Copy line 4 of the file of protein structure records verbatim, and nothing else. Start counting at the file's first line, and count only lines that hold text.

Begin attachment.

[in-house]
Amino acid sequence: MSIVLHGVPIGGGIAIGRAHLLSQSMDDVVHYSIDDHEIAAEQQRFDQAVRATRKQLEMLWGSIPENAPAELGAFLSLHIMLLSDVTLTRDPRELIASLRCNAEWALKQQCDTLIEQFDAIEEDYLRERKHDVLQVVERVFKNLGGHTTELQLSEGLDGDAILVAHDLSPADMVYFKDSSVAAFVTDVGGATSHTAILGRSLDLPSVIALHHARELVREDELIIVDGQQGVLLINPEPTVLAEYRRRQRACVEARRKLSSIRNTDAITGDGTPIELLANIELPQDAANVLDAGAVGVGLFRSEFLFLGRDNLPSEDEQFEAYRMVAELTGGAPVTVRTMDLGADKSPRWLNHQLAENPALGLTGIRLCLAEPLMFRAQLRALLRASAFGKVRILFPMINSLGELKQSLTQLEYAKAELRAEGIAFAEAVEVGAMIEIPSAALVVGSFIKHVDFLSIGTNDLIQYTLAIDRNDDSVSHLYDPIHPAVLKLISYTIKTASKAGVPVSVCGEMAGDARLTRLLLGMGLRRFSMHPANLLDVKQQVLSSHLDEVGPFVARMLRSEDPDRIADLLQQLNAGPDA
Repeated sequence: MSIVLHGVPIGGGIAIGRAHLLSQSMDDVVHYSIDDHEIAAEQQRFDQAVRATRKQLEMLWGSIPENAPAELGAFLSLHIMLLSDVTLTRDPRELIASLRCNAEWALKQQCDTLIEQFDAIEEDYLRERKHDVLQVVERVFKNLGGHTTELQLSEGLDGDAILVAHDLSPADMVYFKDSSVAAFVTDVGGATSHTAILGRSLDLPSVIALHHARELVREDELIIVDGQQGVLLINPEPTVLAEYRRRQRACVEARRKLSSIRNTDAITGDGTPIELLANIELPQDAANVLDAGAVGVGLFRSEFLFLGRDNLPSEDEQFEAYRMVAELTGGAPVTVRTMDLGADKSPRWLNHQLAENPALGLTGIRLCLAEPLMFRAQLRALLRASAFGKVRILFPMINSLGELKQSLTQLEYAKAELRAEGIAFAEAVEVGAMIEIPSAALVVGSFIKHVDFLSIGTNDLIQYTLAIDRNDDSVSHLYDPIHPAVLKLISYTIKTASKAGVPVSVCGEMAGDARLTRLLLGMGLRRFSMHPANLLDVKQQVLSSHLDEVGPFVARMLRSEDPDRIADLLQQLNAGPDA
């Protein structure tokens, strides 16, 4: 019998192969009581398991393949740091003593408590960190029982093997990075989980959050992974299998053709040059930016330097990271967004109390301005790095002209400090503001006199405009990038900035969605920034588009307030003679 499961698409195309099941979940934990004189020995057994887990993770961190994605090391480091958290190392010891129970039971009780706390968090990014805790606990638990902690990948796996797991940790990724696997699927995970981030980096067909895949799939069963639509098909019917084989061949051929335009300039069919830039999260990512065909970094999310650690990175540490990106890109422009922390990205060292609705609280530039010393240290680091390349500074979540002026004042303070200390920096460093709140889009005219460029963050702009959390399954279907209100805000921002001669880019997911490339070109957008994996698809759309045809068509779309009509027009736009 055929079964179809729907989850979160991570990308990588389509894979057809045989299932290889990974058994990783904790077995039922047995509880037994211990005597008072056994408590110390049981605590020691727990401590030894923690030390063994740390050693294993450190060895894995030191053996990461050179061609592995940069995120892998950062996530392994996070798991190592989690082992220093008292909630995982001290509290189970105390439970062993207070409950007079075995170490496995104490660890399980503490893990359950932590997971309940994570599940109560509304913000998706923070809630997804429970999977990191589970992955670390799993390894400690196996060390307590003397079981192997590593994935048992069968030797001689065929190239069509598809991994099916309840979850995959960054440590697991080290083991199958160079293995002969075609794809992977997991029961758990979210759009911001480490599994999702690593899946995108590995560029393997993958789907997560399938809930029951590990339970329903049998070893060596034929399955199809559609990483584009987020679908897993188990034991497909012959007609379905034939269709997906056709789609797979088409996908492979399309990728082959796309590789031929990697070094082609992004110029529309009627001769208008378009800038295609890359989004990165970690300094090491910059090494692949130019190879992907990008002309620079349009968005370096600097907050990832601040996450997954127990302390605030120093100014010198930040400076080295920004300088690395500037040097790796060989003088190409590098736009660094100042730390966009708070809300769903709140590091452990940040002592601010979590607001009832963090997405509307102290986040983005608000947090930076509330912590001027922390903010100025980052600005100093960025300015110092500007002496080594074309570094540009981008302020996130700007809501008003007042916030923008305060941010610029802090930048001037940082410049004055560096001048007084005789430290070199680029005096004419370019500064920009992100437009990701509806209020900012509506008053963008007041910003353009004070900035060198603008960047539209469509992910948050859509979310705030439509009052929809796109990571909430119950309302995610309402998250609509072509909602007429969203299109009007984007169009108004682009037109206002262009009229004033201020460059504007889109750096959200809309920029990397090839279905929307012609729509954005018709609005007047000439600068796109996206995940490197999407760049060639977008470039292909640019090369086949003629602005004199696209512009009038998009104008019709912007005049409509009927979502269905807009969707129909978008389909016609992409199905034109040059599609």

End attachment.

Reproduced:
């Protein structure tokens, strides 16, 4: 019998192969009581398991393949740091003593408590960190029982093997990075989980959050992974299998053709040059930016330097990271967004109390301005790095002209400090503001006199405009990038900035969605920034588009307030003679 499961698409195309099941979940934990004189020995057994887990993770961190994605090391480091958290190392010891129970039971009780706390968090990014805790606990638990902690990948796996797991940790990724696997699927995970981030980096067909895949799939069963639509098909019917084989061949051929335009300039069919830039999260990512065909970094999310650690990175540490990106890109422009922390990205060292609705609280530039010393240290680091390349500074979540002026004042303070200390920096460093709140889009005219460029963050702009959390399954279907209100805000921002001669880019997911490339070109957008994996698809759309045809068509779309009509027009736009 055929079964179809729907989850979160991570990308990588389509894979057809045989299932290889990974058994990783904790077995039922047995509880037994211990005597008072056994408590110390049981605590020691727990401590030894923690030390063994740390050693294993450190060895894995030191053996990461050179061609592995940069995120892998950062996530392994996070798991190592989690082992220093008292909630995982001290509290189970105390439970062993207070409950007079075995170490496995104490660890399980503490893990359950932590997971309940994570599940109560509304913000998706923070809630997804429970999977990191589970992955670390799993390894400690196996060390307590003397079981192997590593994935048992069968030797001689065929190239069509598809991994099916309840979850995959960054440590697991080290083991199958160079293995002969075609794809992977997991029961758990979210759009911001480490599994999702690593899946995108590995560029393997993958789907997560399938809930029951590990339970329903049998070893060596034929399955199809559609990483584009987020679908897993188990034991497909012959007609379905034939269709997906056709789609797979088409996908492979399309990728082959796309590789031929990697070094082609992004110029529309009627001769208008378009800038295609890359989004990165970690300094090491910059090494692949130019190879992907990008002309620079349009968005370096600097907050990832601040996450997954127990302390605030120093100014010198930040400076080295920004300088690395500037040097790796060989003088190409590098736009660094100042730390966009708070809300769903709140590091452990940040002592601010979590607001009832963090997405509307102290986040983005608000947090930076509330912590001027922390903010100025980052600005100093960025300015110092500007002496080594074309570094540009981008302020996130700007809501008003007042916030923008305060941010610029802090930048001037940082410049004055560096001048007084005789430290070199680029005096004419370019500064920009992100437009990701509806209020900012509506008053963008007041910003353009004070900035060198603008960047539209469509992910948050859509979310705030439509009052929809796109990571909430119950309302995610309402998250609509072509909602007429969203299109009007984007169009108004682009037109206002262009009229004033201020460059504007889109750096959200809309920029990397090839279905929307012609729509954005018709609005007047000439600068796109996206995940490197999407760049060639977008470039292909640019090369086949003629602005004199696209512009009038998009104008019709912007005049409509009927979502269905807009969707129909978008389909016609992409199905034109040059599609």